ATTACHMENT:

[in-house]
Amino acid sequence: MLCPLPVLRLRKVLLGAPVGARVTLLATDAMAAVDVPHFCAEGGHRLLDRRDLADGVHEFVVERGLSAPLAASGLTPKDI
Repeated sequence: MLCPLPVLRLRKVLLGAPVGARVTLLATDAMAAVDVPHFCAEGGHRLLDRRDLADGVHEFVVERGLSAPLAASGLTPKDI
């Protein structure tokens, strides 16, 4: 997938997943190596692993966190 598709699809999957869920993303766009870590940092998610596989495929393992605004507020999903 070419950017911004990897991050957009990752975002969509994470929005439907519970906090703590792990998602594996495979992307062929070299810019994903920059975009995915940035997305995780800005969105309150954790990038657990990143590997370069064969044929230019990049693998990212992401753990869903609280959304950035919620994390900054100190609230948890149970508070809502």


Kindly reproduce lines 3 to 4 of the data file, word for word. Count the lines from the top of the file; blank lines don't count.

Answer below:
Repeated sequence: MLCPLPVLRLRKVLLGAPVGARVTLLATDAMAAVDVPHFCAEGGHRLLDRRDLADGVHEFVVERGLSAPLAASGLTPKDI
């Protein structure tokens, strides 16, 4: 997938997943190596692993966190 598709699809999957869920993303766009870590940092998610596989495929393992605004507020999903 070419950017911004990897991050957009990752975002969509994470929005439907519970906090703590792990998602594996495979992307062929070299810019994903920059975009995915940035997305995780800005969105309150954790990038657990990143590997370069064969044929230019990049693998990212992401753990869903609280959304950035919620994390900054100190609230948890149970508070809502």